Ron Johnson is one of the five GOP senators who have publicly declared they won't vote for the American Health Care Act as it's now written.
U.S. President Donald Trump is bemoaning what he calls "the level of hostility" among the parties that has stymied bipartisanship. Yet the measure will live or die in the Senate on Republican support.
Two senators, who span much of the ideological range of the Republican conference in the Senate.
"It's going to be very hard to get me to 'yes, '" said Heller, viewed as the Senate Republican most at risk in the 2018 midterm election. In a tweet last week after Georgia's special House election, Trump also criticized House Democratic Leader Nancy Pelosi and Senate Democratic Leader Chuck Schumer. So, for example, I'm for 100 percent repeal, that's what I want.
Sandoval, a Republican who accepted Obamacare's Medicaid expansion in his state, said about 210,000 Nevadans gained health coverage under the law.
For example, the draft contains only $2 billion for opioid-related programmes, a number that could easily be boosted to win over Midwestern Republicans.
Like the House legislation, the Senate bill would impose major changes to Medicaid and curtail its growth over time and also would repeal the individual mandate.
Collins, speaking on ABC's "This Week", said she had "very serious concerns" about the current bill and wanted to review the nonpartisan Congressional Budget Office's analysis of the proposal, which is expected to be released Monday, before deciding how she would vote.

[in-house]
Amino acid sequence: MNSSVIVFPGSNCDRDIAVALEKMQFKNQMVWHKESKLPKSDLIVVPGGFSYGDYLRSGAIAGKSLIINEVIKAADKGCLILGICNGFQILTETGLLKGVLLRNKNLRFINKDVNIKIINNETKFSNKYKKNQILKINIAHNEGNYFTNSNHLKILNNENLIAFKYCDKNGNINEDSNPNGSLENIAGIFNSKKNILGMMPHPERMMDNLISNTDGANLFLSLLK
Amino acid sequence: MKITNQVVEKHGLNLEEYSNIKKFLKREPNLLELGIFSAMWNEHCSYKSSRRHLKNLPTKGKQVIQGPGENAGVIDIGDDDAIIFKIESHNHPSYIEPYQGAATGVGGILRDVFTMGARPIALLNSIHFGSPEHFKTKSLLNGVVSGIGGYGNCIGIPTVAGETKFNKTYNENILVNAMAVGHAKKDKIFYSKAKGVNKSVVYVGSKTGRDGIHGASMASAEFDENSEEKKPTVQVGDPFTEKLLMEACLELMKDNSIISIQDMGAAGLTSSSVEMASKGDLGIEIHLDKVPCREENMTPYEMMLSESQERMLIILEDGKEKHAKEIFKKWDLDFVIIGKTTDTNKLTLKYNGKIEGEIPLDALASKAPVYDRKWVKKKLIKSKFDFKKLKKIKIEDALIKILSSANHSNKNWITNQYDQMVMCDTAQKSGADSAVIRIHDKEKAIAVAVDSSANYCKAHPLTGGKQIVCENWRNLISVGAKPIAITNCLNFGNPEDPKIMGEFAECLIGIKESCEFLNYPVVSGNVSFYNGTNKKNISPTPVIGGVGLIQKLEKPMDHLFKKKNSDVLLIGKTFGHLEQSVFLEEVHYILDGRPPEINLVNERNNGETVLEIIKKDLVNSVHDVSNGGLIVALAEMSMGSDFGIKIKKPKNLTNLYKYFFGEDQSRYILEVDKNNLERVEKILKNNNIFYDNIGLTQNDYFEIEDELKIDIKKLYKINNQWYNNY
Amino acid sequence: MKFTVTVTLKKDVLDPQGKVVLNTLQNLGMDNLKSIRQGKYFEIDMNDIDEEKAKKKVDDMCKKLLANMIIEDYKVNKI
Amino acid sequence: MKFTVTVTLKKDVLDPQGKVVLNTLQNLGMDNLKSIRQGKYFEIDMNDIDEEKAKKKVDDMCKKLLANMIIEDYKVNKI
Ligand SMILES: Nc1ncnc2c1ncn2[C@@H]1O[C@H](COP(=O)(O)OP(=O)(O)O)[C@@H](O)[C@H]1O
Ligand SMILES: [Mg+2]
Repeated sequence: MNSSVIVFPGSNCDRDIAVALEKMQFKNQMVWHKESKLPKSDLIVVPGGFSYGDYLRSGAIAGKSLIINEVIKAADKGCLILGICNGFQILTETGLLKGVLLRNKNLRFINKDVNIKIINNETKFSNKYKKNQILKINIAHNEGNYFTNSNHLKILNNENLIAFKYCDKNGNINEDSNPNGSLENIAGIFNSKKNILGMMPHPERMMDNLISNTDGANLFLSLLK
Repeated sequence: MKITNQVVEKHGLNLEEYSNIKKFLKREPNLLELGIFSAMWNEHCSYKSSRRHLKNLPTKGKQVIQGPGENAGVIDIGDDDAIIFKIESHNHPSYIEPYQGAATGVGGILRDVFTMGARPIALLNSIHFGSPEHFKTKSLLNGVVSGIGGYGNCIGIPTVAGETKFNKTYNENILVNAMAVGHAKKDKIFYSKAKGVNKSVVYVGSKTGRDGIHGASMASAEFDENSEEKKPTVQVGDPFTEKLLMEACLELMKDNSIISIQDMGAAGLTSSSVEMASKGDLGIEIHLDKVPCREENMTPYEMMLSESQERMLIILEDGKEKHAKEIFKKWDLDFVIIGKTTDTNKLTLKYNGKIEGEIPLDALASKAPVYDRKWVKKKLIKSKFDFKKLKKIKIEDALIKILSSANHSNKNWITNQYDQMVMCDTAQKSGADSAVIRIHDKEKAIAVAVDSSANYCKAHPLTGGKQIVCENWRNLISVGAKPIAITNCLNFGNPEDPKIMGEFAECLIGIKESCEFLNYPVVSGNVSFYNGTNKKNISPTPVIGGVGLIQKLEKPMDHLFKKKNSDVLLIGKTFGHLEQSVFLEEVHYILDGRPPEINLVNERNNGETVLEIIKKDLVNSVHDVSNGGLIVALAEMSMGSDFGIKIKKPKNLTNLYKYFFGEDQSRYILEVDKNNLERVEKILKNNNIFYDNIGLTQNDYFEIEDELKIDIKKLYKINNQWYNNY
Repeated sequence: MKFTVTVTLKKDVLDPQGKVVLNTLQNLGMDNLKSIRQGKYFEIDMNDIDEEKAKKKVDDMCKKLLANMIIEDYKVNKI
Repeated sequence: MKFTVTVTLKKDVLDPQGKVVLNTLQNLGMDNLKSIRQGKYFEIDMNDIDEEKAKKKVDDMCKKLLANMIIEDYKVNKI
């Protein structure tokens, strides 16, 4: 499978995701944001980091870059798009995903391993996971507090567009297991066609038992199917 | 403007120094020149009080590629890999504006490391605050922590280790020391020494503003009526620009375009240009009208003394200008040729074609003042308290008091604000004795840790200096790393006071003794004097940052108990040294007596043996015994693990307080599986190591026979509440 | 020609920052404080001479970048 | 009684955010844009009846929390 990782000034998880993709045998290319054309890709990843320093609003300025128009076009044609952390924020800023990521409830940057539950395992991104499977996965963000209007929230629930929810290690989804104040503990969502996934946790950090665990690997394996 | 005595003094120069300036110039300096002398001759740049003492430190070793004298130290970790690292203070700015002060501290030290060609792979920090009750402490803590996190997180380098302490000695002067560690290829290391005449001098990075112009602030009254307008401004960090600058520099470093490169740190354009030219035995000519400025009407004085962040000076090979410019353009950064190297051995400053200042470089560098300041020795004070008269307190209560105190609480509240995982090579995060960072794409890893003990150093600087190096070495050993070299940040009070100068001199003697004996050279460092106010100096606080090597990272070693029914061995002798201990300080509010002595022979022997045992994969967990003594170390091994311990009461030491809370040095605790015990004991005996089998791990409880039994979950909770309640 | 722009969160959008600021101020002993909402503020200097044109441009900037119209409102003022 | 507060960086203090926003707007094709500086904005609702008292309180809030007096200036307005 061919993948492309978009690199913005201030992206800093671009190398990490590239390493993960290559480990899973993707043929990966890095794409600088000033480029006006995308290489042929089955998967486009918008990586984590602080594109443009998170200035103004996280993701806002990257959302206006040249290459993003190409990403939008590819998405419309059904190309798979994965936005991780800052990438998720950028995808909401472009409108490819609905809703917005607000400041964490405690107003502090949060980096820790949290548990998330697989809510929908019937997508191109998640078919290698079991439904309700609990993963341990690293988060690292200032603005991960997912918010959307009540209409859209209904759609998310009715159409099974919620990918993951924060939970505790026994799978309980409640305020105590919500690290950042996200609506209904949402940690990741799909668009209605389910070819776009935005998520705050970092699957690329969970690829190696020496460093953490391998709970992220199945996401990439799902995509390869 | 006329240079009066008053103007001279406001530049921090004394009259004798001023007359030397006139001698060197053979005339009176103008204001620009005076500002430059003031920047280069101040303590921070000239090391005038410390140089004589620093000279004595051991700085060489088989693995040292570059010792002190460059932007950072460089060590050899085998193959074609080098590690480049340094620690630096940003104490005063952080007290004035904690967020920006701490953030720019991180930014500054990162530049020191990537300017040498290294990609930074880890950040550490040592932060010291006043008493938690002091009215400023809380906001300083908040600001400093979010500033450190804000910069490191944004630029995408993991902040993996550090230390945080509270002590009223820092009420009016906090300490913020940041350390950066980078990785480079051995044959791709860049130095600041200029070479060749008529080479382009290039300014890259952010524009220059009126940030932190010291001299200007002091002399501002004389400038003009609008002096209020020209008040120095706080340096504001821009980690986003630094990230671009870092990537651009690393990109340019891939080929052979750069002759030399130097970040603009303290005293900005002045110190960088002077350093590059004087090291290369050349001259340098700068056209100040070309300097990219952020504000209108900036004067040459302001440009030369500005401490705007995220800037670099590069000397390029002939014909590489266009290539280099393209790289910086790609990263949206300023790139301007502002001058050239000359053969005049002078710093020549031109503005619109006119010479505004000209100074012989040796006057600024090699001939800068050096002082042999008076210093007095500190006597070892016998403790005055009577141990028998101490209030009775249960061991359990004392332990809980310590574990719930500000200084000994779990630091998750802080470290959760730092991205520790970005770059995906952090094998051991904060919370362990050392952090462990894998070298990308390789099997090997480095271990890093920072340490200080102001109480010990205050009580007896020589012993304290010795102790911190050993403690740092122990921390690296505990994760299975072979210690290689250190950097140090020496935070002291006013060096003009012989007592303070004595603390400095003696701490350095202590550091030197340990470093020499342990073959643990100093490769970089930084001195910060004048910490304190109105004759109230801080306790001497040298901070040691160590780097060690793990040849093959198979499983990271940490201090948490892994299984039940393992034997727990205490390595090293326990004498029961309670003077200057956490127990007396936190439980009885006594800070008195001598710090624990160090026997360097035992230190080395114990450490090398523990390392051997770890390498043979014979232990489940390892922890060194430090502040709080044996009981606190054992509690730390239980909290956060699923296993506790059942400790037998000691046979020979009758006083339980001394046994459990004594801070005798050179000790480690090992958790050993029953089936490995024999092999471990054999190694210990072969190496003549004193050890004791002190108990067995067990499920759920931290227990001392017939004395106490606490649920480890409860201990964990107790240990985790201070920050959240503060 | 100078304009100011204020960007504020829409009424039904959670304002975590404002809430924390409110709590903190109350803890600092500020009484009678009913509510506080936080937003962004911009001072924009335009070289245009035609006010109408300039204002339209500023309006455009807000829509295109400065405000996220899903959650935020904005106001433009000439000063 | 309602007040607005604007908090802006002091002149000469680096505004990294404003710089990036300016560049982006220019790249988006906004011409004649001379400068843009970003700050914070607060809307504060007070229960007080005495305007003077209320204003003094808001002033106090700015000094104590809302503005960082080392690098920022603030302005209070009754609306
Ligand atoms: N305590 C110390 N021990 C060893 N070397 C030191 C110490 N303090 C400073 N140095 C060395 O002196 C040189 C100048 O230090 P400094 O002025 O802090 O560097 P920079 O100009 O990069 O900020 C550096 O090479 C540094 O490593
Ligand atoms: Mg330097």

The Associated Press, citing anonymous congressional sources, reported earlier this month that Trump called the House's version of the bill "mean" during a meeting with Republican senators, asking them to make their version of the bill be more "generous". "They're not going to go down after the Republican bill.it's a false sort of over-promising". "We could well be in all night a couple of nights working through what will be an open amendment process, and I think that at least is good", she continued.
He said they had "at best, a 50-50 chance".
Conservative Sen. Rand Paul, R-Ky., said he is opposing the Senate bill because it "is not anywhere close to repeal" of the Affordable Care Act.
"There's no way the Republican bill brings down premiums", Paul said in an interview on ABC's "This Week".